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    • After watching the weather forecast and accepting that Wednesday would be a crazy rainy day I headed to Acadia National Park on Tuesday, wandering in the park through Friday and then heading home again.

      As predicted, it was raining Wednesday morning. Along with the rain there was a high wind advisory.

      I dressed for wet weather and headed out walking (sans camera) in the morning. I walked the Great Meadow loop from Bar Harbor into the Wild Gardens of Acadia and back again. After my walk and about an hour inside, I realized that the wind advisory had expired and the rain was intermittent. It was time to head into the park again.

      When I reached the ocean I was in awe. The waves were wild, crashing into the rocky coast.

    • I planned to walk on Ocean Path, a trail that parallels Park Loop Road from Sand Beach to Otter Cliffs. I first stopped at Sand Beach, thinking it would be a good time to walk on the beach. Nope! The beach was closed because of dangerous surf.

      I walked to Thunder Hole to find that it was also closed. Ocean Path was open and was high enough above the water to be a good place to walk and to watch the ocean.

      Some people are absolute idiots! Would you believe there were some folks who ducked under the barriers closing the area to get closer to the water?

      A ranger came along. Rather than risking her life she stayed on the inland side of the barrier, waiting for the misbehaving visitors to exit to talk to them. It was clear from their reaction that they didn't care. I wonder if they understood that there have been deaths in the park where people have been swept out to sea.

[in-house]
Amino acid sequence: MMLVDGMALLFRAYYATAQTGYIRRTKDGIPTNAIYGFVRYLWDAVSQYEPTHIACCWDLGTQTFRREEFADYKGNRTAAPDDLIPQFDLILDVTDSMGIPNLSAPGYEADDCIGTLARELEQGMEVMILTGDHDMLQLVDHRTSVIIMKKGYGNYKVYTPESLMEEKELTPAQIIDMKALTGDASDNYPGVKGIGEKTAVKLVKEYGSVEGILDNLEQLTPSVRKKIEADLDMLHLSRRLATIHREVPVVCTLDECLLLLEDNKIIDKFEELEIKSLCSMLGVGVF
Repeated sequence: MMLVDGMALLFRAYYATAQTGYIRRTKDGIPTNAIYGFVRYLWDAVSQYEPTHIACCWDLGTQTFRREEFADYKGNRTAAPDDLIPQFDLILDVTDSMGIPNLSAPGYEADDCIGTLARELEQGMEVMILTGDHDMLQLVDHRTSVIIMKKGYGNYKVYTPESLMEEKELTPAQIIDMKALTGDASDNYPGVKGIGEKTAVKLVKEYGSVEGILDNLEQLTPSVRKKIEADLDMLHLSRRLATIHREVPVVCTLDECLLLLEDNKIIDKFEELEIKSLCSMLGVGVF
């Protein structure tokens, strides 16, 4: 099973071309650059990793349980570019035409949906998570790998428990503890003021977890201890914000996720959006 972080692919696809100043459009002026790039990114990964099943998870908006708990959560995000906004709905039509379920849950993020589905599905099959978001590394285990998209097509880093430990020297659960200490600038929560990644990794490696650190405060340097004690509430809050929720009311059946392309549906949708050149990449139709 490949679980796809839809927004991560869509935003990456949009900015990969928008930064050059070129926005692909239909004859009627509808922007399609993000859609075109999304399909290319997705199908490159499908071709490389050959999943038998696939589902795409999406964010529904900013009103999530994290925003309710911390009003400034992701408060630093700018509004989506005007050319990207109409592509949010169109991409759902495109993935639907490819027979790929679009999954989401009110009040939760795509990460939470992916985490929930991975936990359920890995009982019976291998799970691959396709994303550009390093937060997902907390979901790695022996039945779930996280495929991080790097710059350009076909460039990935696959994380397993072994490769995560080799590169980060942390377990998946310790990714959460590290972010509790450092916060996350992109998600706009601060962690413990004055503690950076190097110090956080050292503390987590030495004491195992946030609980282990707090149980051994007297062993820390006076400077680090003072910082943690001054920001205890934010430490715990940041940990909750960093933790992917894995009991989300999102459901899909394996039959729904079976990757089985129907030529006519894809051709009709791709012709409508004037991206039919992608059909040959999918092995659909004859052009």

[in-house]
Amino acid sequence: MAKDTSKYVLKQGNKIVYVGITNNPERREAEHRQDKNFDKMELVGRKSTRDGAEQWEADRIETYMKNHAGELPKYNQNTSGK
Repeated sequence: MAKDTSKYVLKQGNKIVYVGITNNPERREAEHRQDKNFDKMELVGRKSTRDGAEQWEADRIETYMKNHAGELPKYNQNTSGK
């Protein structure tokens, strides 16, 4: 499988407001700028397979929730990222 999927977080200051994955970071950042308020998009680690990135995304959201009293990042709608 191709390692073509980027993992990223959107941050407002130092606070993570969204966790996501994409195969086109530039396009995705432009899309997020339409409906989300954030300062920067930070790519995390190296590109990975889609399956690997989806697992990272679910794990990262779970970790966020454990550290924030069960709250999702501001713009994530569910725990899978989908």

I grabbed a couple of photos of a straight drop to a beach made of rolling round rocks on Wednesday - look at the ocean!

      Here is the same spot on Friday, a day when the ocean was calm.

      I feel very lucky to have seen the wild ocean on Wednesday... while I've seen ocean storms before I think this is the craziest water I've seen.

      I'm glad I was able to grab two photos of the same spot in very different conditions.

    • Behold, the sea itself,
      And on its limitless, heaving breast, the ships;
      See, where their white sails, bellying in the wind, speckle the green and blue,
      See, the steamers coming and going, steaming in or out of port,
      See, dusky and undulating, the long pennants of smoke.

      Today a rude brief recitative,
      Of ships sailing the seas, each with its special flag or ship-signal,
      Of unnamed heroes in the ships -- of waves spreading and spreading far as the eye can reach,
      Of dashing spray, and the winds piping and blowing,
      And out of these a chant for the sailors of all nations,
      Fitful, like a surge.

      Words by Walt Whitman